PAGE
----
A Poem on Love (and Words)

Who can read this and fail to swoon at the beauty of the imagery?

  Wedding the Locksmith’s Daughter, by Robin Robertson

 The slow-grained slide to embed the blade

of the key is a sheathing,

a gliding on graphite, pushing inside

to find the ribs of the lock.

Sunk home, the true key slots to its matrix;

geared, tight-fitting, they turn

together, shooting the spring lock,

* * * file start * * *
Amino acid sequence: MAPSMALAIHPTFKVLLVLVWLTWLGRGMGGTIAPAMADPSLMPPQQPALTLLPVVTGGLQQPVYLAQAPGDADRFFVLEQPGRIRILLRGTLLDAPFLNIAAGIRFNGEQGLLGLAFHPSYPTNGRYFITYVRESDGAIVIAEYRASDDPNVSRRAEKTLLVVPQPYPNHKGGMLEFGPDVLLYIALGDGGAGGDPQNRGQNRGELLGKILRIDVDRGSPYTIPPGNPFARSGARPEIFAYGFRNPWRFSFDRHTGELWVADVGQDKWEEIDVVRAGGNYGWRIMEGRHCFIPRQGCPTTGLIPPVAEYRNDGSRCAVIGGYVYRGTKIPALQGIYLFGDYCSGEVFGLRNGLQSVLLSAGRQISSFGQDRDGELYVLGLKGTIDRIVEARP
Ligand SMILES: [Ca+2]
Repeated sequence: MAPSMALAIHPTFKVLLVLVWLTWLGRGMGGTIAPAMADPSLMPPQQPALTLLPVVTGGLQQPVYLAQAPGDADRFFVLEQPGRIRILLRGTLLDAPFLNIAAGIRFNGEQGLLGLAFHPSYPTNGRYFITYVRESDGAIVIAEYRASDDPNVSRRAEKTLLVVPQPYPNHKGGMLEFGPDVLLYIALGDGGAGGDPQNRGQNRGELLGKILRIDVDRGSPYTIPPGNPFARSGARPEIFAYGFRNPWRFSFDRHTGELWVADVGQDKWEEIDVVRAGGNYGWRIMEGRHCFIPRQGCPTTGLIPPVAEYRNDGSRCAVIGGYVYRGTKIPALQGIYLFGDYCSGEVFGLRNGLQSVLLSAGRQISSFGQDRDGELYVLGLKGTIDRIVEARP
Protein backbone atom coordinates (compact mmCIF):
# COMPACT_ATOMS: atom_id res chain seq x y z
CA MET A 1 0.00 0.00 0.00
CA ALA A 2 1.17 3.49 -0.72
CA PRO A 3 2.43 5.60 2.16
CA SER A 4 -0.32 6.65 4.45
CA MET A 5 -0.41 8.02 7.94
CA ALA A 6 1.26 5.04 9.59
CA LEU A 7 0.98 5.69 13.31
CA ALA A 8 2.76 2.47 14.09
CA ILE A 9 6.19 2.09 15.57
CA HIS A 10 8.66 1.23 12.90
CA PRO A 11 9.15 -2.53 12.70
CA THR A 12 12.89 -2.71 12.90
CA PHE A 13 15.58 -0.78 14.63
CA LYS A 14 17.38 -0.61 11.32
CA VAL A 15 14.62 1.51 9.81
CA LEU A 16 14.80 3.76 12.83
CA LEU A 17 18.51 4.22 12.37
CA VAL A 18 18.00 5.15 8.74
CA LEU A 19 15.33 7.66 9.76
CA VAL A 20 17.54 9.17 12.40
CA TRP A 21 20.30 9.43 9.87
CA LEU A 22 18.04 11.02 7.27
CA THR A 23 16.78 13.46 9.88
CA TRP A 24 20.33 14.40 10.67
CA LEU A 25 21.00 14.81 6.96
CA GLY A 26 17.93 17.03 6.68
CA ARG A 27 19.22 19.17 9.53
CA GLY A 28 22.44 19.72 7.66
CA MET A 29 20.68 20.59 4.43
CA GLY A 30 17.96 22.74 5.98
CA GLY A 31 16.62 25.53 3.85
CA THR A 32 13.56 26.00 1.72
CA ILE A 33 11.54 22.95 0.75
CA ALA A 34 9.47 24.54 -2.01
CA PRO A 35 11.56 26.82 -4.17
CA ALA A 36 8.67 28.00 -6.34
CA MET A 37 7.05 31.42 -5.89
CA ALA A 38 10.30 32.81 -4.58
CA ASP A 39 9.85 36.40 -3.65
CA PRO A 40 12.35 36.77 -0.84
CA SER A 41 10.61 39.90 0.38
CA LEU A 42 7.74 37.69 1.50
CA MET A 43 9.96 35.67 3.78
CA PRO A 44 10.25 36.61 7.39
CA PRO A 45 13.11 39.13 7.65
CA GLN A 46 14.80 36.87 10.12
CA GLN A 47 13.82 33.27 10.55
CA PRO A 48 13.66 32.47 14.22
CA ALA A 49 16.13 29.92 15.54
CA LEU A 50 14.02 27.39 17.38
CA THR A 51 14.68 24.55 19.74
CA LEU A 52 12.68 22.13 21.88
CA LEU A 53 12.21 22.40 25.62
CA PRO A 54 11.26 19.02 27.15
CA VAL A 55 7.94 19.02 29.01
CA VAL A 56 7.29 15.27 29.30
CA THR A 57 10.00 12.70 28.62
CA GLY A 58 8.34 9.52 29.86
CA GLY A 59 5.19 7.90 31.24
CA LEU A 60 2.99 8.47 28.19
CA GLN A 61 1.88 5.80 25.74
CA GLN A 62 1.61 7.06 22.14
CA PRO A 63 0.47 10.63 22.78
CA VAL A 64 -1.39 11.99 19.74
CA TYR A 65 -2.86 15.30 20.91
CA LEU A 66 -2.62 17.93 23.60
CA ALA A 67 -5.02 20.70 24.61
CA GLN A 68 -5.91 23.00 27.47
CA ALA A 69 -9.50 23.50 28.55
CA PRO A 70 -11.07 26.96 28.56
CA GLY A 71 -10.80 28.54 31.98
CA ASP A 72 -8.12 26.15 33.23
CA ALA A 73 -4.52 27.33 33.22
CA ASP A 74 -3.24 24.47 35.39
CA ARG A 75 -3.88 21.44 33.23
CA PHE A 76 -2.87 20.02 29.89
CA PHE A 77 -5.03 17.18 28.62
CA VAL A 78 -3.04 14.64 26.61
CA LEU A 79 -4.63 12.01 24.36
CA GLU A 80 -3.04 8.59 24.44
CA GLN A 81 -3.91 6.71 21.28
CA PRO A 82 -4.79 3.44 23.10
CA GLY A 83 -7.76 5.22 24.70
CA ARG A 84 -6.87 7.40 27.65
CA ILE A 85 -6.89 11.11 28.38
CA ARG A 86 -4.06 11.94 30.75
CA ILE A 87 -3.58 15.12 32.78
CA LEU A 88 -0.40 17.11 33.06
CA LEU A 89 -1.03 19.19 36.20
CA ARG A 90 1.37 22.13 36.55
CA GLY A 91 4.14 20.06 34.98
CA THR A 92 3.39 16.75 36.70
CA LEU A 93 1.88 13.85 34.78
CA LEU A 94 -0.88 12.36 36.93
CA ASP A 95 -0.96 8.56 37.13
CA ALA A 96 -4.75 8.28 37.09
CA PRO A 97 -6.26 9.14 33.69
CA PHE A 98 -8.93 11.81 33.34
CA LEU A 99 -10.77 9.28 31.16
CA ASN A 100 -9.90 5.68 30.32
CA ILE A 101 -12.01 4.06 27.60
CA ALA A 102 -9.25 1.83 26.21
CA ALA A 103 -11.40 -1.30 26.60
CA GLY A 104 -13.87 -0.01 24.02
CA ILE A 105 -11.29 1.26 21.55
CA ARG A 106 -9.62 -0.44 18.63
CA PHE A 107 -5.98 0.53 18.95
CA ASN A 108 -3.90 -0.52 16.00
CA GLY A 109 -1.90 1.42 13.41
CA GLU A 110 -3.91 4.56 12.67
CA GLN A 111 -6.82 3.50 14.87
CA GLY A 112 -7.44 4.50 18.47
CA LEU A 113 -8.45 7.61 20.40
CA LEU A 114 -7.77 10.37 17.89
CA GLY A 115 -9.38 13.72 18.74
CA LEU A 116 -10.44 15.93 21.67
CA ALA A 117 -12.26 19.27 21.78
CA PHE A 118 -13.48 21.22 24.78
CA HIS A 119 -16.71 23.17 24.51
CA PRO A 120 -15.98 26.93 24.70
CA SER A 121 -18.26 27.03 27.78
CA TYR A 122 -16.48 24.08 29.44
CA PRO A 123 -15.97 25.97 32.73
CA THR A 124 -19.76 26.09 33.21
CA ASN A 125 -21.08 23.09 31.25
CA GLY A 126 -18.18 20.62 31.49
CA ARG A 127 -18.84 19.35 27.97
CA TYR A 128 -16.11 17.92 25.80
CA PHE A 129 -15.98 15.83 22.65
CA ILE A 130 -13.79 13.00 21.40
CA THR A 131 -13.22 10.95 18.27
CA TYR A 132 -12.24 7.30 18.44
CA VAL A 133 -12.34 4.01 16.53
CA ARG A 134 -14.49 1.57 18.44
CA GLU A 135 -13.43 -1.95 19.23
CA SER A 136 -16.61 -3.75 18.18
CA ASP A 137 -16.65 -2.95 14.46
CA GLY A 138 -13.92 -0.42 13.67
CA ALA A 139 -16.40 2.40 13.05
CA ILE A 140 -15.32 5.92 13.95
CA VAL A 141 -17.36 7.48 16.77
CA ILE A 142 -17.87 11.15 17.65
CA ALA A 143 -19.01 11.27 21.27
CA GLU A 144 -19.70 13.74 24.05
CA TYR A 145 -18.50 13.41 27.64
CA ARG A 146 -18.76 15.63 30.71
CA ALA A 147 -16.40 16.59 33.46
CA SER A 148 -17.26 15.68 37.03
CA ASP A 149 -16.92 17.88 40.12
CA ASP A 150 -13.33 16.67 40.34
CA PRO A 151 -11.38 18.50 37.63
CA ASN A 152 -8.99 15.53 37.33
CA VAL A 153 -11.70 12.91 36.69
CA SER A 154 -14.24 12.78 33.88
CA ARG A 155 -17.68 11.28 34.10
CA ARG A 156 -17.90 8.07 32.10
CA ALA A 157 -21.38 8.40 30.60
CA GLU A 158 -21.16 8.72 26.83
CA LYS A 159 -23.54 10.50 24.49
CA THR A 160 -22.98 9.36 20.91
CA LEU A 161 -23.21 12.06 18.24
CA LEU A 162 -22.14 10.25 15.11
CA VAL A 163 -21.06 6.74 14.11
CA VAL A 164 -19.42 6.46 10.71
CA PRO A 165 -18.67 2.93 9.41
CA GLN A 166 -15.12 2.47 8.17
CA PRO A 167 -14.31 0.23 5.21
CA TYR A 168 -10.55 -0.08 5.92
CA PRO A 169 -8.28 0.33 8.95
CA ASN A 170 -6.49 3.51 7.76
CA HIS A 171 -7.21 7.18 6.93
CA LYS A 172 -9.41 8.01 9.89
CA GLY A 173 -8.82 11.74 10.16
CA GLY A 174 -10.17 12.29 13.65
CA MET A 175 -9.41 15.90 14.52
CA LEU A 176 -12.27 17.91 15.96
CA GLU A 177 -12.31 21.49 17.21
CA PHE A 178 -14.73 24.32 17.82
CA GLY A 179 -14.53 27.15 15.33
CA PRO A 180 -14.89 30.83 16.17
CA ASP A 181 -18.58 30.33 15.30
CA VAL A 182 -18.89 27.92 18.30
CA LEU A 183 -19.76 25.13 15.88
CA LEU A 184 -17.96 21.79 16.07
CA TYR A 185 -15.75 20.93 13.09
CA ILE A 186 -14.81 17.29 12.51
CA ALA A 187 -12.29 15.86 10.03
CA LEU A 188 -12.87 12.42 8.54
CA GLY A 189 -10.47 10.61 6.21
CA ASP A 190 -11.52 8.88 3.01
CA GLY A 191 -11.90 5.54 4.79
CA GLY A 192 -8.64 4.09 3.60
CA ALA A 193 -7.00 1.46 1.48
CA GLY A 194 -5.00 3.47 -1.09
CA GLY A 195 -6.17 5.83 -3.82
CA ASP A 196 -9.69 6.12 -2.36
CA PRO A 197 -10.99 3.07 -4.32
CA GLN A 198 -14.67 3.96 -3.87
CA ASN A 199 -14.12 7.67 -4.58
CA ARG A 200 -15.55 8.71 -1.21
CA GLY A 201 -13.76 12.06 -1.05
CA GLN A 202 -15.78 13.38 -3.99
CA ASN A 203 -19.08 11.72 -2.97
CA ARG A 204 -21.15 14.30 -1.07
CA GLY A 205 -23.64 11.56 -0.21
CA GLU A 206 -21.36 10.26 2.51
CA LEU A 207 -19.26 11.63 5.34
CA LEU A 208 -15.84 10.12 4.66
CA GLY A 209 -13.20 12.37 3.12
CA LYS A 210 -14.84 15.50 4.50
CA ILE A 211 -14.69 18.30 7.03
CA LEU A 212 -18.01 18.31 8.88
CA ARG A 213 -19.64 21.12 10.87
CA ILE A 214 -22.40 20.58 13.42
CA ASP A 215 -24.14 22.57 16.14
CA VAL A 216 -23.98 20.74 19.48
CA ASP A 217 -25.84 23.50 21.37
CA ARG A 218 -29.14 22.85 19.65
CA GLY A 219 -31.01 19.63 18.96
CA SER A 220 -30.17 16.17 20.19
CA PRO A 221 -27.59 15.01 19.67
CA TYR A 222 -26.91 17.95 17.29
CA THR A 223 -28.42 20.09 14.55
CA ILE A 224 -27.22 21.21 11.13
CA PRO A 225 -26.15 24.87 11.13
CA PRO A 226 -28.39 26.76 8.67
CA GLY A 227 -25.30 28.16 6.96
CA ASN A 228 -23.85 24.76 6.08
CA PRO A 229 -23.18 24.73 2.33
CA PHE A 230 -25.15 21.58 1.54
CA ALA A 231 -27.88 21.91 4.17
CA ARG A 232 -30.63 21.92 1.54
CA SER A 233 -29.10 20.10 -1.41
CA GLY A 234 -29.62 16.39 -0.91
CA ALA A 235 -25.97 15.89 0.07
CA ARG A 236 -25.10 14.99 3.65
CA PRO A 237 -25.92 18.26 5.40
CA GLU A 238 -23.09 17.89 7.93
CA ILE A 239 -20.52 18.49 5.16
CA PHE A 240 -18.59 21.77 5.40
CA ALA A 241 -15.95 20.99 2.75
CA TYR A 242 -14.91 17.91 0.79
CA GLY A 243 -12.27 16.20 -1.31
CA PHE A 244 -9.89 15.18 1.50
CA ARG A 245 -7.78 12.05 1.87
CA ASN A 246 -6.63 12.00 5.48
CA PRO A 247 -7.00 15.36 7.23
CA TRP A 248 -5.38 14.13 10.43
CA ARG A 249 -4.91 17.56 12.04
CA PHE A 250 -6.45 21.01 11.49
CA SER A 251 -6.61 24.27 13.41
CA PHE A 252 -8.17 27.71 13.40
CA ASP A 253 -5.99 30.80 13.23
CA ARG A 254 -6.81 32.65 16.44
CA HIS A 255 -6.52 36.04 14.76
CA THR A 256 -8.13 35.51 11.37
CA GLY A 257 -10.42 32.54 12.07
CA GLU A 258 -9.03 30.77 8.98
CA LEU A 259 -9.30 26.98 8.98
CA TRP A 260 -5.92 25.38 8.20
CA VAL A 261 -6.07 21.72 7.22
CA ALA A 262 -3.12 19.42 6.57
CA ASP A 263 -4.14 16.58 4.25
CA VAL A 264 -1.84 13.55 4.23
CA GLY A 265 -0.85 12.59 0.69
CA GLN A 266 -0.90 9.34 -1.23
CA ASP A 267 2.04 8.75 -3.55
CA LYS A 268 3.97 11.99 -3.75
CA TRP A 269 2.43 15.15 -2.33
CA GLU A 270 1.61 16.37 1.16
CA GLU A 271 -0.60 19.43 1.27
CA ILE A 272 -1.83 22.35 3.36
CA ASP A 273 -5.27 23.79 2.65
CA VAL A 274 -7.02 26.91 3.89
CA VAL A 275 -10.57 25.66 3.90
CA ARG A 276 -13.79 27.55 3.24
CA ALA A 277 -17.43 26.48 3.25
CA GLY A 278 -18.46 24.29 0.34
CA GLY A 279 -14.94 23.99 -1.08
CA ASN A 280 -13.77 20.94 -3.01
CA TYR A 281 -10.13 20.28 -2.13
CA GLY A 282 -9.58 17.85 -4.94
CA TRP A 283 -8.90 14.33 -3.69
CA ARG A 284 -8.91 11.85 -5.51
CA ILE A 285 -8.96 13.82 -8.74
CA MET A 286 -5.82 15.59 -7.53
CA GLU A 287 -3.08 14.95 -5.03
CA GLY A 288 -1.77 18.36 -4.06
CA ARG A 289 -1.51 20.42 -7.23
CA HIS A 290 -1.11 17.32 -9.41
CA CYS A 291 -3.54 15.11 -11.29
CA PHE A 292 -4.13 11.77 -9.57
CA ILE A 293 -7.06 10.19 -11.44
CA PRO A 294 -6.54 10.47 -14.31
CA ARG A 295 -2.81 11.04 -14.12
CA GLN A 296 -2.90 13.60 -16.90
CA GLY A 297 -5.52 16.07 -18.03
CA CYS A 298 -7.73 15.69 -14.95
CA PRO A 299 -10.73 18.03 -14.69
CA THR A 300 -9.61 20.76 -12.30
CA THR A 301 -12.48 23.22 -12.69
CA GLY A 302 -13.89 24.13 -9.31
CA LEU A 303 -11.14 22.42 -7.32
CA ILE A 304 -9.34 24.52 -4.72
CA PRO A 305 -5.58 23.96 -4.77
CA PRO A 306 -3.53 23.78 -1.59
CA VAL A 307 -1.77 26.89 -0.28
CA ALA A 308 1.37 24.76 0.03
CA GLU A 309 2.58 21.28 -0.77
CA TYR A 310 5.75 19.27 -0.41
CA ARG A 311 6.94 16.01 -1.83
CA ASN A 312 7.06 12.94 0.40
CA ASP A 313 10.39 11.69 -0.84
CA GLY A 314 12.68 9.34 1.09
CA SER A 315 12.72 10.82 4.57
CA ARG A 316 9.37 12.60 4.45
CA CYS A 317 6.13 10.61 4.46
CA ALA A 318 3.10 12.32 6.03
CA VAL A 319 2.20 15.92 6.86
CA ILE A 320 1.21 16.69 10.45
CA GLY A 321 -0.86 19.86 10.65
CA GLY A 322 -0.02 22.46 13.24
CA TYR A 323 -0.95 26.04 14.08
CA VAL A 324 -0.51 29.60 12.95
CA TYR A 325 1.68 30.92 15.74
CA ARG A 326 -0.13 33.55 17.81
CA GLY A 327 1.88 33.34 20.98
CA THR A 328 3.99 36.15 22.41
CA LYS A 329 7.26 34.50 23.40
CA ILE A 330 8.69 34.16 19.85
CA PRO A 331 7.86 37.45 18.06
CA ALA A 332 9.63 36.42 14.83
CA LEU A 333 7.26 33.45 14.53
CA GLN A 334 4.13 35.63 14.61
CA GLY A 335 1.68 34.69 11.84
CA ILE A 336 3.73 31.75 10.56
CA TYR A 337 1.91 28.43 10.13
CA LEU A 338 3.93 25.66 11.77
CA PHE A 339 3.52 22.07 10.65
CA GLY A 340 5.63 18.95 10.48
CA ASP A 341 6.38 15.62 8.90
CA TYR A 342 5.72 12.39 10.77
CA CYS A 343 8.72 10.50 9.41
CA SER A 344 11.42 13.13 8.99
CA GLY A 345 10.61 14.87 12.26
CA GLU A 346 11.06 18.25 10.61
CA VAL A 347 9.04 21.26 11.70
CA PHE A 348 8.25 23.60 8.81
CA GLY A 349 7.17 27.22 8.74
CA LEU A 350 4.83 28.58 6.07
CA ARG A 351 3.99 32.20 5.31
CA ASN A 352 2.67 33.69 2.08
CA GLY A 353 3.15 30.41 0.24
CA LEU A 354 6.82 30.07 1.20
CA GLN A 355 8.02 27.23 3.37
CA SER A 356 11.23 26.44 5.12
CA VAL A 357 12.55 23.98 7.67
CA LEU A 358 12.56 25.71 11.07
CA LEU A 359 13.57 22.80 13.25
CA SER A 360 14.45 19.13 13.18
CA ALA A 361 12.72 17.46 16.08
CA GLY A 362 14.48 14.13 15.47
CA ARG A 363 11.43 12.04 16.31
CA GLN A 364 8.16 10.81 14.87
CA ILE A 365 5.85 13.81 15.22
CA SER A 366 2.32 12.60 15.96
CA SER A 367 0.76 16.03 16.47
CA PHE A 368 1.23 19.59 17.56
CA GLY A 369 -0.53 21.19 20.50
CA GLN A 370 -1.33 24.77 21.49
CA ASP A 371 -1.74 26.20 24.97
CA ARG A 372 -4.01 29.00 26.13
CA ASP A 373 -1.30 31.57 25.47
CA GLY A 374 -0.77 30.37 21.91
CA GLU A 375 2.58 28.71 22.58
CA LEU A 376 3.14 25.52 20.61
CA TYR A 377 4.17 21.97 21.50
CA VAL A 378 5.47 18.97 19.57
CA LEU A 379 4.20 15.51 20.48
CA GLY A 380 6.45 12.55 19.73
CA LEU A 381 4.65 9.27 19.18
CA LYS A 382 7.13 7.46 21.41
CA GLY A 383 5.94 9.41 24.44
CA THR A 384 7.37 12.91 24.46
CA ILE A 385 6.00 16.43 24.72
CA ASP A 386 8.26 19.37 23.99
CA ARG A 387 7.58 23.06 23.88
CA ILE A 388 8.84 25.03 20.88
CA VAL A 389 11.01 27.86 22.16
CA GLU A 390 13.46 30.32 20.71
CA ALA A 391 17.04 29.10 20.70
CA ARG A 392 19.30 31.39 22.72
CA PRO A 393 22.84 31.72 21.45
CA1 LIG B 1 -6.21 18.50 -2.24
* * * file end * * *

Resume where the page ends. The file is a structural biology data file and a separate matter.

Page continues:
throwing the bolt. Dactyls, iambics-

the clinch of words – the hidden couplings

in the cased machine. A chime of sound

on sound: the way the sung note snibs on meaning

and holds. The lines engage and marry now

like vows, their bells are keeping time;

the church doors close and open underground.


One thought on “A Poem on Love (and Words)

  1. This tells me more about locks than I want to know. Anyway, is it really about locks? In my youth,, I was known to break keys off in the lock. Oy, oy.

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